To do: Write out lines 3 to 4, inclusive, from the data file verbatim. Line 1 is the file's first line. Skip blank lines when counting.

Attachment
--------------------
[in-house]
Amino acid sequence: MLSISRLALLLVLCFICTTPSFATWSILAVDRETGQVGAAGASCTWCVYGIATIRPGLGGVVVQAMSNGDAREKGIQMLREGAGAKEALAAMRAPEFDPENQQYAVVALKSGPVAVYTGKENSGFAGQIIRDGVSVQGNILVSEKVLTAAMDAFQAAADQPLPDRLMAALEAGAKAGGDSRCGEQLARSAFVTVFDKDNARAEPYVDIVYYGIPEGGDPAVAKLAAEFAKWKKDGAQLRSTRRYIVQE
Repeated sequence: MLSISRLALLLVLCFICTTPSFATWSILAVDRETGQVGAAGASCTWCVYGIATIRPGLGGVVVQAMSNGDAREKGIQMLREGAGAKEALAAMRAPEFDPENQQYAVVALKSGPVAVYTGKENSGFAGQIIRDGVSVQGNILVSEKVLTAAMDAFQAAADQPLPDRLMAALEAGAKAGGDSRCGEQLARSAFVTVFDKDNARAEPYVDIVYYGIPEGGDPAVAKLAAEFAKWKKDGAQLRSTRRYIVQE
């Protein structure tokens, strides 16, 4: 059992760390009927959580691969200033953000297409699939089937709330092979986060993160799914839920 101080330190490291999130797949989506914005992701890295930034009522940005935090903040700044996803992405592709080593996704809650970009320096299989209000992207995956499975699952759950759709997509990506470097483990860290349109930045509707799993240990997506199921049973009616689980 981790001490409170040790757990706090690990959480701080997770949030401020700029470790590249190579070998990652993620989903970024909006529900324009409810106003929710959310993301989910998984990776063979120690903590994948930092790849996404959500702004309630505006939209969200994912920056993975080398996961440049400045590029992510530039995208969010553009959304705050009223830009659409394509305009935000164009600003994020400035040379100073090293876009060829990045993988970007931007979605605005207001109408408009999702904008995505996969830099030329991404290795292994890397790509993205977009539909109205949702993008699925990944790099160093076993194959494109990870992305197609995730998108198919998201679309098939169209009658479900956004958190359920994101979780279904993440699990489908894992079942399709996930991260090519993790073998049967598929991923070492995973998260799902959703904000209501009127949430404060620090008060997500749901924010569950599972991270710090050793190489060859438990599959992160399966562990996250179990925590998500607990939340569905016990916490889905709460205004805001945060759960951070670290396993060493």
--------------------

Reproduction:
Repeated sequence: MLSISRLALLLVLCFICTTPSFATWSILAVDRETGQVGAAGASCTWCVYGIATIRPGLGGVVVQAMSNGDAREKGIQMLREGAGAKEALAAMRAPEFDPENQQYAVVALKSGPVAVYTGKENSGFAGQIIRDGVSVQGNILVSEKVLTAAMDAFQAAADQPLPDRLMAALEAGAKAGGDSRCGEQLARSAFVTVFDKDNARAEPYVDIVYYGIPEGGDPAVAKLAAEFAKWKKDGAQLRSTRRYIVQE
């Protein structure tokens, strides 16, 4: 059992760390009927959580691969200033953000297409699939089937709330092979986060993160799914839920 101080330190490291999130797949989506914005992701890295930034009522940005935090903040700044996803992405592709080593996704809650970009320096299989209000992207995956499975699952759950759709997509990506470097483990860290349109930045509707799993240990997506199921049973009616689980 981790001490409170040790757990706090690990959480701080997770949030401020700029470790590249190579070998990652993620989903970024909006529900324009409810106003929710959310993301989910998984990776063979120690903590994948930092790849996404959500702004309630505006939209969200994912920056993975080398996961440049400045590029992510530039995208969010553009959304705050009223830009659409394509305009935000164009600003994020400035040379100073090293876009060829990045993988970007931007979605605005207001109408408009999702904008995505996969830099030329991404290795292994890397790509993205977009539909109205949702993008699925990944790099160093076993194959494109990870992305197609995730998108198919998201679309098939169209009658479900956004958190359920994101979780279904993440699990489908894992079942399709996930991260090519993790073998049967598929991923070492995973998260799902959703904000209501009127949430404060620090008060997500749901924010569950599972991270710090050793190489060859438990599959992160399966562990996250179990925590998500607990939340569905016990916490889905709460205004805001945060759960951070670290396993060493």